I don’t know whether to be comforted or appalled that this is all it is. That it’s just a big game of make believe, that we all believe. I guess it shouldn’t be a surprise. This is how it happens with other mammals. Their childhood play is really just survival skills on a smaller scale. But, just like these kids at Tae Kwon Do, who have been given their pieces, given their play money and given hints on how to succeed, there are others who haven’t been given any play money, are missing a bunch of the properties, are playing with a torn-up board and the manual has been stolen or is in a language they don’t understand. So, the game isn’t exactly fair. Regardless of the luck of the dice or the strategy involved, not everyone starts at the same GO square.
I was someone who started on a decent GO square. My house rules may have been a little different than my peers’. Maybe some of the instructions were mixed up along the way by the time they got to me, but I had most of the pieces that would be required, even if they needed a little rearranging once I got the hang of things. I was one of those lucky girls with a big spotlight on me with the expectation to succeed and I’ve made it work out for me in the long run. I’m a pretty accomplished adult-pretender and I have some prizes on display to prove it.
But, I’m finding myself at an odd place in the game. I always have had guidance in this. When I’ve hit a rough patch, I’ve always had someone to give me the benefit of her wisdom in playing out the game as a woman. And now I don’t. I look at my little three-year-old daughter who looks up to her nine year-old sister for mentoring, who in turn looks up to this seventeen year-old friend for mentoring, who in turn looks up to the adults around her to mentor her and for me, it’s the end of the female line. I look back over my shoulder and there’s nobody else there. I’m it. I have an older sister, who is unmarried, childless and recently estranged. If Monopoly is the game in this analogy, then she was always playing Scrabble by herself anyway, so she’s of no help. I have an aunt who I haven’t seen in twenty-five years, so she’s no help either. My grandmothers are long dead. And now my mother is gone. I am the matriarch in this immediate bloodline and it’s a role I don’t really want to play yet.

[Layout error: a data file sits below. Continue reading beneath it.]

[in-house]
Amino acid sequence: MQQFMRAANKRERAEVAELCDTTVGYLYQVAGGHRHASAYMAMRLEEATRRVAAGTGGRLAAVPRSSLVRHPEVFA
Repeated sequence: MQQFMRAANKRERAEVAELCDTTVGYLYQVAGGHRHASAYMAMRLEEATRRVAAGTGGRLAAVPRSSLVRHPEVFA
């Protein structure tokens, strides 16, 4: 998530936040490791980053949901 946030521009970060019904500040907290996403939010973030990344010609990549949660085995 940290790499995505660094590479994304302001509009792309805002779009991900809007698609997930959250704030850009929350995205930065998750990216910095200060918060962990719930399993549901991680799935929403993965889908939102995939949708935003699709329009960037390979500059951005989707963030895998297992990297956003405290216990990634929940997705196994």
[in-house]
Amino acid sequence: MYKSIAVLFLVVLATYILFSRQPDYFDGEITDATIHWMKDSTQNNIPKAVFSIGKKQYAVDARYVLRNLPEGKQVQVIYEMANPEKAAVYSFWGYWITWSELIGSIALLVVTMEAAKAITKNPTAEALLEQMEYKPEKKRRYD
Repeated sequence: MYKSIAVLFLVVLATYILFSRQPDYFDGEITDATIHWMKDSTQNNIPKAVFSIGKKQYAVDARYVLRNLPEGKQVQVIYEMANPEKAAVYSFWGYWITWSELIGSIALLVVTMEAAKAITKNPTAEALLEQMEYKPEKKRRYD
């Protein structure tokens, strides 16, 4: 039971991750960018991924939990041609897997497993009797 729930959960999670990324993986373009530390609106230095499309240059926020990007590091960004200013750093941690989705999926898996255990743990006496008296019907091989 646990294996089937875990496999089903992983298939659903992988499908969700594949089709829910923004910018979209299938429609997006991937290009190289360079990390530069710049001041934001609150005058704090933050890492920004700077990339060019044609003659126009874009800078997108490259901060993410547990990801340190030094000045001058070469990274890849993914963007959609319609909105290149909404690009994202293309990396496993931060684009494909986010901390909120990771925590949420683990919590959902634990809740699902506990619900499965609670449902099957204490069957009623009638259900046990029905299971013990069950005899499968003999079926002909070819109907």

How does one change pieces when the game’s half played? How does one go from being daughter to matriarch? Should I start wearing old lady clothes to fit the role? Like when my daughters put on play make-up and type on a play laptop, or when the teen girl pulls out her palm pocket to key in important information? Shouldn’t I have some costume to wear to help me get into character? It seems like there should be some kind of crown or scepter passed on to me to mark my status, but all I feel is rather childlike and lost, quite the opposite of what I believe I should be feeling with this new responsibility.
I guess this is the role I’ve been preparing for since birth. This is the role we’re all destined to play at some point, just some of us sooner than later. We all face the possibility of being the end of the line some day. We just don’t realize that’s what we’re heading towards the first time we cradle and coo to our baby doll and then crawl on our own mother’s lap to be cradled and cooed ourselves. But, as laughable and adorable as my daughters look when they pretend to be women, and as naïve and enviable the teen is on the cusp of grasping her adult self, I know that I, too, will awkwardly fake it until I make it in this role. I am one of the lucky, the privileged and I have the skills to play my own game, so there’s no excuse for me to drop the ball, now that I’m the last one holding it for the female part of my family. I am an adult woman in this new millennium, paving the road, now alone for those behind me to follow. I just hope I don’t fuck it up.